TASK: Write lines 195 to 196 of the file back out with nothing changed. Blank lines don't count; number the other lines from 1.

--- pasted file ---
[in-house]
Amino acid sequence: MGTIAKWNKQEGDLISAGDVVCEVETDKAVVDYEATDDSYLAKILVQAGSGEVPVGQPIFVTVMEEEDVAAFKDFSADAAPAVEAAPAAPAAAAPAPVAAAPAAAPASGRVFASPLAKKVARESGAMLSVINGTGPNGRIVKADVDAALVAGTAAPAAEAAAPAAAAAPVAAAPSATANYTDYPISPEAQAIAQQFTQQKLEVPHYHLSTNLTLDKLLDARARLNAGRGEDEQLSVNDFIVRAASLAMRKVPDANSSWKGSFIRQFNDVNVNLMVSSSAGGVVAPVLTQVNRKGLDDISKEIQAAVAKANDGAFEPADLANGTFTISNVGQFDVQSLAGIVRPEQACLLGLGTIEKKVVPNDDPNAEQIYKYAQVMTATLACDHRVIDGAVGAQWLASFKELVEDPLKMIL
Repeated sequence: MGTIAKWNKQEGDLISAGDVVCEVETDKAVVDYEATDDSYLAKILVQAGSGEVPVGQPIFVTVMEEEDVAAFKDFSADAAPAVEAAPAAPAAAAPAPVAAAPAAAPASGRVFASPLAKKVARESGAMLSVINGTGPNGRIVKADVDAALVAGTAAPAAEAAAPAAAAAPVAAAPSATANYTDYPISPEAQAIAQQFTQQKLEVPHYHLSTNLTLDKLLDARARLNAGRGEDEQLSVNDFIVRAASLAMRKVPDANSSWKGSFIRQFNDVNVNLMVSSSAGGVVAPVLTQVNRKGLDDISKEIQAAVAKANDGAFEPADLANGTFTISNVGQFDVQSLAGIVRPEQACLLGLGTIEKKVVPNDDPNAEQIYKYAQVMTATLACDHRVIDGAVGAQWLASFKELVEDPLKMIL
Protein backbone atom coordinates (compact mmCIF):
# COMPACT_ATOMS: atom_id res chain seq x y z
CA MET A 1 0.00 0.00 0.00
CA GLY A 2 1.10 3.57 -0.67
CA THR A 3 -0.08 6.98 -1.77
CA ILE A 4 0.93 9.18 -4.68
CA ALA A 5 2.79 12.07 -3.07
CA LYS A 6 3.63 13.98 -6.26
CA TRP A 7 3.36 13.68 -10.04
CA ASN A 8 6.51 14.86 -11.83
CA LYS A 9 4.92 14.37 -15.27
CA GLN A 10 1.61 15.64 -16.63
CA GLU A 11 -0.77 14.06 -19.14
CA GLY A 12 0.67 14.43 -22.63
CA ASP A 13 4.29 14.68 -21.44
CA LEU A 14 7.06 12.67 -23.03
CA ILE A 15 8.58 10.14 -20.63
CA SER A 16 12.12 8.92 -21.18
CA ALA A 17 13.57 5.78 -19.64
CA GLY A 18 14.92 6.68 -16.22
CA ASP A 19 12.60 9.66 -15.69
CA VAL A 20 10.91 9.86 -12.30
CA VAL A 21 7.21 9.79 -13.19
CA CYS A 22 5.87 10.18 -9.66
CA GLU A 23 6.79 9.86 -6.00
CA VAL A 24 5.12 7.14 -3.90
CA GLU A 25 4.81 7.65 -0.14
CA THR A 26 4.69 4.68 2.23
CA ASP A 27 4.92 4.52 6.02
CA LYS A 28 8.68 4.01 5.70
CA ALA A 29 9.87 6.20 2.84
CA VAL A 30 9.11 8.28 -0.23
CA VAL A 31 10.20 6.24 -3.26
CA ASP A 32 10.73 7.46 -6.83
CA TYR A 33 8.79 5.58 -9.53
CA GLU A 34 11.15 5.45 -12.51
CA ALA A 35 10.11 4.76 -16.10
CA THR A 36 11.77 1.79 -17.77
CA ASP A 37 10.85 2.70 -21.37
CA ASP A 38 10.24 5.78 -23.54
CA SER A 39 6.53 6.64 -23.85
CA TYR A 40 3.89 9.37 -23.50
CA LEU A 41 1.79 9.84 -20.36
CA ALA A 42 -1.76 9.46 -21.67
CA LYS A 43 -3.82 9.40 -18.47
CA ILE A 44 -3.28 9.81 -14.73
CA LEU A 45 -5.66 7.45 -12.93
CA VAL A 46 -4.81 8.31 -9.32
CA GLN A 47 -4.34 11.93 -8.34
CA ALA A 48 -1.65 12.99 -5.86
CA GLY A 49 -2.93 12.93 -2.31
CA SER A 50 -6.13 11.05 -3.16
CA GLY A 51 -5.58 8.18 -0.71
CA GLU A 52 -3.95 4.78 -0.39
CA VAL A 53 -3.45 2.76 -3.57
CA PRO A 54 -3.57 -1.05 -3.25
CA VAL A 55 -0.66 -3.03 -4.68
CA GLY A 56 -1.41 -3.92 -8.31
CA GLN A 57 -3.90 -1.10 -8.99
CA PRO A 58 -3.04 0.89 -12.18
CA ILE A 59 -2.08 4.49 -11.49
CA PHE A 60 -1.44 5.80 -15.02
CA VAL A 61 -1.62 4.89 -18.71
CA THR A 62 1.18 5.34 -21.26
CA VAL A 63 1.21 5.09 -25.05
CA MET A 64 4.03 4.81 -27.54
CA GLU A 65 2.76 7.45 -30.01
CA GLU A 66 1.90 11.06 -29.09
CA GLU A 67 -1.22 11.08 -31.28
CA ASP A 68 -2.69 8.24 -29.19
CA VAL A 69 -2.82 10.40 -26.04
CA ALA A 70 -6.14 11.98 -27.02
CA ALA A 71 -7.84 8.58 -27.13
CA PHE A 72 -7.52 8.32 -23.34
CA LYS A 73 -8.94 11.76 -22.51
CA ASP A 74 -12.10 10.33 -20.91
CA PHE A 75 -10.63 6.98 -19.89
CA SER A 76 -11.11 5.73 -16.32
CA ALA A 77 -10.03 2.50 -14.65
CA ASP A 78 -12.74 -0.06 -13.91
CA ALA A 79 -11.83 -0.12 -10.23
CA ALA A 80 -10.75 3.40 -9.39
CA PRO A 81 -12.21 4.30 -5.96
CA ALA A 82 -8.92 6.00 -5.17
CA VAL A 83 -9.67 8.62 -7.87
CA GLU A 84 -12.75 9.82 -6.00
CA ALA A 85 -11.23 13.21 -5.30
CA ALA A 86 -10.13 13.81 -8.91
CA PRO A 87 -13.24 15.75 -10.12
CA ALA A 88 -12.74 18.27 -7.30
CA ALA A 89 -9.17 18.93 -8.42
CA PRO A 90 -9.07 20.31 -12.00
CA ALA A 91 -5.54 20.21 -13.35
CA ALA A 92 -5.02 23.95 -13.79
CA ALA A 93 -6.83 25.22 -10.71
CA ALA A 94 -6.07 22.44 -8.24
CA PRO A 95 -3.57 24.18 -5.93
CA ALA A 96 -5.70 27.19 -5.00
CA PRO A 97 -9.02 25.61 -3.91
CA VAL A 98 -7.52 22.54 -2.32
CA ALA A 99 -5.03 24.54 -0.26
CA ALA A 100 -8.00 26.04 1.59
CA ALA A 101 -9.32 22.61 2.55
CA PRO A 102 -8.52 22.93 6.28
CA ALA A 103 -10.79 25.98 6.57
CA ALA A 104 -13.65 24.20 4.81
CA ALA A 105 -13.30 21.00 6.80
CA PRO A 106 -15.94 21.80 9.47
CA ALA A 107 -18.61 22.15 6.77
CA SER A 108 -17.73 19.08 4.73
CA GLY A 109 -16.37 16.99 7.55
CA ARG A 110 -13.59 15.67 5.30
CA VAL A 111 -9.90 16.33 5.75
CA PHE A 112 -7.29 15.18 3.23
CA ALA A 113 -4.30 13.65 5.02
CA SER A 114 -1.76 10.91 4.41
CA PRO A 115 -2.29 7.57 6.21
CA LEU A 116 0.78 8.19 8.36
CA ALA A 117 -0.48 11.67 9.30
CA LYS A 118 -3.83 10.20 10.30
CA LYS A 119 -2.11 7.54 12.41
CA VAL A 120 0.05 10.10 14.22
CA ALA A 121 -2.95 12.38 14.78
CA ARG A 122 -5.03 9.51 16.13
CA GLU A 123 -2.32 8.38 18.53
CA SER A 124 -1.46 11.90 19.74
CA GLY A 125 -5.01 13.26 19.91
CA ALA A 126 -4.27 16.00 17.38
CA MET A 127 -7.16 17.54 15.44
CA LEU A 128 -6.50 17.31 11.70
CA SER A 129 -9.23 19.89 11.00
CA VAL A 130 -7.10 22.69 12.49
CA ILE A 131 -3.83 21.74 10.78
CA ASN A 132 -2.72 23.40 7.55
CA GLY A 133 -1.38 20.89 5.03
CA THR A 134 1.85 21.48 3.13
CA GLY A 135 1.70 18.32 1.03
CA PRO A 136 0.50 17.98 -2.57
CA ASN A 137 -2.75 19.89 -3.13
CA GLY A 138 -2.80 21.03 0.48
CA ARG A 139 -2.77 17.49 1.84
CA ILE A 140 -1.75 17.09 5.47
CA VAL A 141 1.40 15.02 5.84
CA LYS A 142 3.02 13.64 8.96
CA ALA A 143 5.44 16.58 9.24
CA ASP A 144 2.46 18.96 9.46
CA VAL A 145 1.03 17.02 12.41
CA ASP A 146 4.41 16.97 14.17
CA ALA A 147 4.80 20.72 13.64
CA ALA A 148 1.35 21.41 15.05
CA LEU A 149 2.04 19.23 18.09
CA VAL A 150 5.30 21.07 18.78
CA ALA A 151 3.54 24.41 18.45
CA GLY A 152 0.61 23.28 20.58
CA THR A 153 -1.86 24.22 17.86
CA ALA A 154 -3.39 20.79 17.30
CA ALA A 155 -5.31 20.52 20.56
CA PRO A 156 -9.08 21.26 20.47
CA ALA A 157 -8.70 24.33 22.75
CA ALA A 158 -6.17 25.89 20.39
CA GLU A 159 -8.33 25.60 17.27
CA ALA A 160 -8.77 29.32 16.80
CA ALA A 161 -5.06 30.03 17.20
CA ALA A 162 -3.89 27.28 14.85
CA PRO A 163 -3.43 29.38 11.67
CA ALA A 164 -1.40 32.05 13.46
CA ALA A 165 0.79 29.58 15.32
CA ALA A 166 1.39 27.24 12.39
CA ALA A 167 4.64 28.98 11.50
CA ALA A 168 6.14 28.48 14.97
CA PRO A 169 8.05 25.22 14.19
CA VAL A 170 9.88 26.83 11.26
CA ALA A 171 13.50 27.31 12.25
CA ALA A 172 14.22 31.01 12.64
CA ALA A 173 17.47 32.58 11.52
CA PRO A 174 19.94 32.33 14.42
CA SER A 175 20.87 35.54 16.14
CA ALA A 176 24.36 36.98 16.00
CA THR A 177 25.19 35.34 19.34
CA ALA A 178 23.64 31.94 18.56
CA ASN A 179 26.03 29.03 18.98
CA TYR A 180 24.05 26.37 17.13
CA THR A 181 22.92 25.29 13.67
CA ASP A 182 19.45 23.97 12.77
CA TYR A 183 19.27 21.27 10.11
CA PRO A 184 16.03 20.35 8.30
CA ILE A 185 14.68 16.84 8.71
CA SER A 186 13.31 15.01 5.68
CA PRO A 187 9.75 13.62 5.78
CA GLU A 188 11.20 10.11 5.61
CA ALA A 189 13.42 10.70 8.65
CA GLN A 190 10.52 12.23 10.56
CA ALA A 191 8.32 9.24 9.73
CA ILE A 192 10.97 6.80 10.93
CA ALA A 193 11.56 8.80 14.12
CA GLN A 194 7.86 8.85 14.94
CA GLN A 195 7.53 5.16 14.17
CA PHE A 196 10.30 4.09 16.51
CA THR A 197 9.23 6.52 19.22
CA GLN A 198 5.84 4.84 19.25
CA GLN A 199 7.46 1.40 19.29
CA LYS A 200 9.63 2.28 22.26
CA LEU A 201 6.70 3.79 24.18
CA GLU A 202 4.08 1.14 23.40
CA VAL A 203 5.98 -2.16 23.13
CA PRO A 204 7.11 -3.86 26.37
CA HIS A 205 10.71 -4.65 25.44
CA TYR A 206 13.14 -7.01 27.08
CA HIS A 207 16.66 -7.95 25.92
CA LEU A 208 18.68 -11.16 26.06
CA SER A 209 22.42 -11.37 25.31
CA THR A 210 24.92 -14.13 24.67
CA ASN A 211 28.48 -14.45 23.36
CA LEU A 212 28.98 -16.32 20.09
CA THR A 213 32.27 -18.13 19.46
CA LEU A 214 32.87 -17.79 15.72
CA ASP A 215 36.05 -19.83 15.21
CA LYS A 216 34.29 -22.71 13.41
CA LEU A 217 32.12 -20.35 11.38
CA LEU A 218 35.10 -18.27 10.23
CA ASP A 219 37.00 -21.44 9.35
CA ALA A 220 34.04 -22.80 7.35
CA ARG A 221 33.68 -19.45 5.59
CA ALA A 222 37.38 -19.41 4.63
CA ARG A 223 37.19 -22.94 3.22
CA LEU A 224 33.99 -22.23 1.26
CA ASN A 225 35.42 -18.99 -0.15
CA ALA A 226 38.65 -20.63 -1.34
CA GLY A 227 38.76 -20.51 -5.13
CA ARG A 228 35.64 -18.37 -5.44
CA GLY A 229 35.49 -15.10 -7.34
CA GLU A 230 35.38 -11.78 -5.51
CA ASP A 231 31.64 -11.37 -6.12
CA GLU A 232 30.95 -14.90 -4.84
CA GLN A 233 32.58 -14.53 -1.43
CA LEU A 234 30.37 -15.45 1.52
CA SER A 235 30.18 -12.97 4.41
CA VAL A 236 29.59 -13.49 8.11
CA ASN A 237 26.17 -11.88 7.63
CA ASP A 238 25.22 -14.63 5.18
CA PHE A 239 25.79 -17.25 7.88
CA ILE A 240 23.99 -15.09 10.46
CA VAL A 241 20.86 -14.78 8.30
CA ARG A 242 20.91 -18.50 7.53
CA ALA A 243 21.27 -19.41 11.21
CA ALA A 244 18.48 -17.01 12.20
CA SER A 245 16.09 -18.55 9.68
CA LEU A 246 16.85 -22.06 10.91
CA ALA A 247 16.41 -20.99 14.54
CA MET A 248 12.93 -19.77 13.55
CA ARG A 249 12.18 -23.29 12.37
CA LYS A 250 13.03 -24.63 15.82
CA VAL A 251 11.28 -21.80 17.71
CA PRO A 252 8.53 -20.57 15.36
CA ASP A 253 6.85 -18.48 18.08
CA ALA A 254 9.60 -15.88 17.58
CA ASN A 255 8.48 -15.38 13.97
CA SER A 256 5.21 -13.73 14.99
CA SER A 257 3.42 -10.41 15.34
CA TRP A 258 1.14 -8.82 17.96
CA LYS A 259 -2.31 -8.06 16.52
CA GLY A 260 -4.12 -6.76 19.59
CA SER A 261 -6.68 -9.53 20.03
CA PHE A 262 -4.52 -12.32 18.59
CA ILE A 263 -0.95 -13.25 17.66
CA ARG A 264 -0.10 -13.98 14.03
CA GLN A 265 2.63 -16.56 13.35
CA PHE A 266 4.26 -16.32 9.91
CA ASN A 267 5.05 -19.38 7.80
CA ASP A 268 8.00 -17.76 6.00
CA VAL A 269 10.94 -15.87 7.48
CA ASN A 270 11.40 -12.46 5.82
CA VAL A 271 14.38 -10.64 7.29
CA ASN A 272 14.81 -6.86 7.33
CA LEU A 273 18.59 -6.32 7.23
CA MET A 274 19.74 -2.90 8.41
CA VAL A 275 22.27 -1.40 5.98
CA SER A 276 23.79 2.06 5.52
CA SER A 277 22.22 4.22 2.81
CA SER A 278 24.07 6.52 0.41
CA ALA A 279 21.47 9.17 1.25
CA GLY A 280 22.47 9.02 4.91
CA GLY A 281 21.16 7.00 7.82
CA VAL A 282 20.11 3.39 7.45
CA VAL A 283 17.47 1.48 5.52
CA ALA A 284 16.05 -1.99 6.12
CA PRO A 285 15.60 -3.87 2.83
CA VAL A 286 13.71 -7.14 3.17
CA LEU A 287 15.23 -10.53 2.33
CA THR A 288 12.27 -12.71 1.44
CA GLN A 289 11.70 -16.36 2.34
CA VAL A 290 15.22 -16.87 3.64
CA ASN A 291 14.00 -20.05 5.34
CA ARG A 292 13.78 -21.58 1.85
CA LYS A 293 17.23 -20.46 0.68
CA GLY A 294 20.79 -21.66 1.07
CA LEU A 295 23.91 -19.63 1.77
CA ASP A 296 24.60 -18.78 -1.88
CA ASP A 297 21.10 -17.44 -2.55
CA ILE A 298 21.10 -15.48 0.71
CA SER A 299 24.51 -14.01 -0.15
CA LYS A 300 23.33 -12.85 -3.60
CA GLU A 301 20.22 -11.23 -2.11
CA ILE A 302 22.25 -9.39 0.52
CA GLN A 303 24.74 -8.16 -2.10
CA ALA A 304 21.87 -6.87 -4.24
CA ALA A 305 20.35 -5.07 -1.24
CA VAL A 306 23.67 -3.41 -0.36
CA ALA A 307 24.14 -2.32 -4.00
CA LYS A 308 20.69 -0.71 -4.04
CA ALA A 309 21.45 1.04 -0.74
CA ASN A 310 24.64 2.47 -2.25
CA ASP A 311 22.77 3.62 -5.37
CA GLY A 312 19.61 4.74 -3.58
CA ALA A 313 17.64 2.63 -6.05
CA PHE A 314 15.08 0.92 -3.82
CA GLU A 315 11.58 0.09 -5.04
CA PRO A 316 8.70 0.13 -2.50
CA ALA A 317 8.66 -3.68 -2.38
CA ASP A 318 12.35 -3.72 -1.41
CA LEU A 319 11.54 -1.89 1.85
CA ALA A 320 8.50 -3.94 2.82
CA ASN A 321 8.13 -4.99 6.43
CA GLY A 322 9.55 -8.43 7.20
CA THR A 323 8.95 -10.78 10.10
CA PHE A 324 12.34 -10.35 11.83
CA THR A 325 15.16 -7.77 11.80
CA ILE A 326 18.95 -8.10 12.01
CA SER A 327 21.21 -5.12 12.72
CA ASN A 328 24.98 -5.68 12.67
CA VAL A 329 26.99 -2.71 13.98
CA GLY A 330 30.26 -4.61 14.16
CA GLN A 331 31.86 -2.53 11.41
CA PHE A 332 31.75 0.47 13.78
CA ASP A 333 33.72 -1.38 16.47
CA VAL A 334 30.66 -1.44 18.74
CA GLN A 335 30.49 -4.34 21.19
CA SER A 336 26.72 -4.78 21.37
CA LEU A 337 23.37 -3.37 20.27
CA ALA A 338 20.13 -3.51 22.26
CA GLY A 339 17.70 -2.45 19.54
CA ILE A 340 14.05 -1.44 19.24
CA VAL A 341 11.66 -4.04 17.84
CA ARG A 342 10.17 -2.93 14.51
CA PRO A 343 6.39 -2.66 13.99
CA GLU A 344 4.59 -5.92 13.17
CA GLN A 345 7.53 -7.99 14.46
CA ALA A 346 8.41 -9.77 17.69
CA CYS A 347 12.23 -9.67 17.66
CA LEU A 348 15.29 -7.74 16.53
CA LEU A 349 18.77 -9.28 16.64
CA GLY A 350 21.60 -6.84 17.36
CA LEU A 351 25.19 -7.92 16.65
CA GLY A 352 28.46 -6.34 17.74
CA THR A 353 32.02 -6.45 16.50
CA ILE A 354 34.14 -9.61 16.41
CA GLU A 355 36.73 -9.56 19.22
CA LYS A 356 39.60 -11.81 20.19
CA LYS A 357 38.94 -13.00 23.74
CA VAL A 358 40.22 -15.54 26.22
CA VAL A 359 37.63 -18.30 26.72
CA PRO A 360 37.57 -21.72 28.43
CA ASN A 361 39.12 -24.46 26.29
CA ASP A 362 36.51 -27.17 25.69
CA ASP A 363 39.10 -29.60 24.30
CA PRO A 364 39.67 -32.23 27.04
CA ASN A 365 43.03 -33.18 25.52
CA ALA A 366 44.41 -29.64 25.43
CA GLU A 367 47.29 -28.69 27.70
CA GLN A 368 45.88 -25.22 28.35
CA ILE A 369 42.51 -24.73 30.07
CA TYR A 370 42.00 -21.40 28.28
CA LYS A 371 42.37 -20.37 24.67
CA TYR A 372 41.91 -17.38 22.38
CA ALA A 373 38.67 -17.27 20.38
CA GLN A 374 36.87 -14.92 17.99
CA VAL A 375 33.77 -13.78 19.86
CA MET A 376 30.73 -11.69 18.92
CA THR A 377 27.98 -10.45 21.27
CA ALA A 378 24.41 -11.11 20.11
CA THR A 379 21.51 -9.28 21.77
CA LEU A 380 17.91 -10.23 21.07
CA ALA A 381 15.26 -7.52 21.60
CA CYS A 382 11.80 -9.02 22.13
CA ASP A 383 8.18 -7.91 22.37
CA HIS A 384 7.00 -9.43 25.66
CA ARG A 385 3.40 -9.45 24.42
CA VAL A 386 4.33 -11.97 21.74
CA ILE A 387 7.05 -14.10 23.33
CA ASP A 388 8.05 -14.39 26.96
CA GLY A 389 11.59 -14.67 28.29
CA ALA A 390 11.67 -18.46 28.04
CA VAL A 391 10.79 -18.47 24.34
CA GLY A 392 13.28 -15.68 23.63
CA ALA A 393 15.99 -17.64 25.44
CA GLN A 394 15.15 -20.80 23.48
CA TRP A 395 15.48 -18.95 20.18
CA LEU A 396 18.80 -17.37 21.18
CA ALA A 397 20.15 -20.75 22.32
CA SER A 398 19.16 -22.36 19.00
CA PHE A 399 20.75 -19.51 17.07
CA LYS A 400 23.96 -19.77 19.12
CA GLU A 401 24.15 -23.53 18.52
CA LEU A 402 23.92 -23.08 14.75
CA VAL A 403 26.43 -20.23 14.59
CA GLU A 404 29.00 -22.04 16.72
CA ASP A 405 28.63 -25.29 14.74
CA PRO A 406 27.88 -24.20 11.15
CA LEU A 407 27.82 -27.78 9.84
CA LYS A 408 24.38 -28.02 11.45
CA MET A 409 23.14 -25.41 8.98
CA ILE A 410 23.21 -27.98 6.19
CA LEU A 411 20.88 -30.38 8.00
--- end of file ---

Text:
CA GLN A 190 10.52 12.23 10.56
CA ALA A 191 8.32 9.24 9.73